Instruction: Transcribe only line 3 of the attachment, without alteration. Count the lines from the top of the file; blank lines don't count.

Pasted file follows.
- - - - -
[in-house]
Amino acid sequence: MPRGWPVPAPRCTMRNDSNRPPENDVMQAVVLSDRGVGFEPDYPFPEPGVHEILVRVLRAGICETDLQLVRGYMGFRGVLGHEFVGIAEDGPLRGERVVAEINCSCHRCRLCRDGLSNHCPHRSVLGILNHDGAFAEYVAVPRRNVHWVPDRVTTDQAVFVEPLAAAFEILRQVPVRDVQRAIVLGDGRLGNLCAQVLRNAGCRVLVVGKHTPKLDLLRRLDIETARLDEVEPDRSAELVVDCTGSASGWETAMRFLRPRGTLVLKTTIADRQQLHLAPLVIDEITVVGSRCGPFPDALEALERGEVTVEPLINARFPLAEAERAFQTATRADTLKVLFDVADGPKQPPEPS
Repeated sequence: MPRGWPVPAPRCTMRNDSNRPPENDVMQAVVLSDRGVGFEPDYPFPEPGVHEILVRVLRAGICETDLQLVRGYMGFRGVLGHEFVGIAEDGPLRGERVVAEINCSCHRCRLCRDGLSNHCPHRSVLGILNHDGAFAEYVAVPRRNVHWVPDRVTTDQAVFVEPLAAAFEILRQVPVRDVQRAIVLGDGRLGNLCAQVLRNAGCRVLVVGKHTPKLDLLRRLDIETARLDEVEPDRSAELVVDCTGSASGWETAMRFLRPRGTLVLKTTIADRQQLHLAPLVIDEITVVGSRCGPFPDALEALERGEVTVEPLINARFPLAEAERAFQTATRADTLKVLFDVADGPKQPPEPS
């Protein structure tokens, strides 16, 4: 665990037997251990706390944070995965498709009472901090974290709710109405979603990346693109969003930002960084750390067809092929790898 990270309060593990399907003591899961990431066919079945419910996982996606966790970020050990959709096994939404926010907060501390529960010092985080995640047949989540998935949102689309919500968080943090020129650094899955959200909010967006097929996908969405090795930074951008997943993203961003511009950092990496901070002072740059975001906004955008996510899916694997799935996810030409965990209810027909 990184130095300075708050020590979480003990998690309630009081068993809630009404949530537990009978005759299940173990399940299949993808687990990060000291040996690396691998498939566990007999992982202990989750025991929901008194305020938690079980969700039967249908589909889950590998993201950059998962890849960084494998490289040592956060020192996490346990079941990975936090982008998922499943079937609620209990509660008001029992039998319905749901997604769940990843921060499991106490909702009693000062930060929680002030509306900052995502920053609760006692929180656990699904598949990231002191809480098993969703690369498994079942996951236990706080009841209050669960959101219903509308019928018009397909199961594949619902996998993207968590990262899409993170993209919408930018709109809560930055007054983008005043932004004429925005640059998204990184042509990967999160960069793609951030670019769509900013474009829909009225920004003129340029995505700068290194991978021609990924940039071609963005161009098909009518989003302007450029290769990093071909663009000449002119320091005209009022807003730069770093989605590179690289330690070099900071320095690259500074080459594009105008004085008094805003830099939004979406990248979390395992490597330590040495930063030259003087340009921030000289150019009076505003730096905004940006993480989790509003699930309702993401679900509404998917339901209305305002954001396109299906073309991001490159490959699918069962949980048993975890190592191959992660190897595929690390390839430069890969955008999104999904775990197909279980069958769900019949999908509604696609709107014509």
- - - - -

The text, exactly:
Repeated sequence: MPRGWPVPAPRCTMRNDSNRPPENDVMQAVVLSDRGVGFEPDYPFPEPGVHEILVRVLRAGICETDLQLVRGYMGFRGVLGHEFVGIAEDGPLRGERVVAEINCSCHRCRLCRDGLSNHCPHRSVLGILNHDGAFAEYVAVPRRNVHWVPDRVTTDQAVFVEPLAAAFEILRQVPVRDVQRAIVLGDGRLGNLCAQVLRNAGCRVLVVGKHTPKLDLLRRLDIETARLDEVEPDRSAELVVDCTGSASGWETAMRFLRPRGTLVLKTTIADRQQLHLAPLVIDEITVVGSRCGPFPDALEALERGEVTVEPLINARFPLAEAERAFQTATRADTLKVLFDVADGPKQPPEPS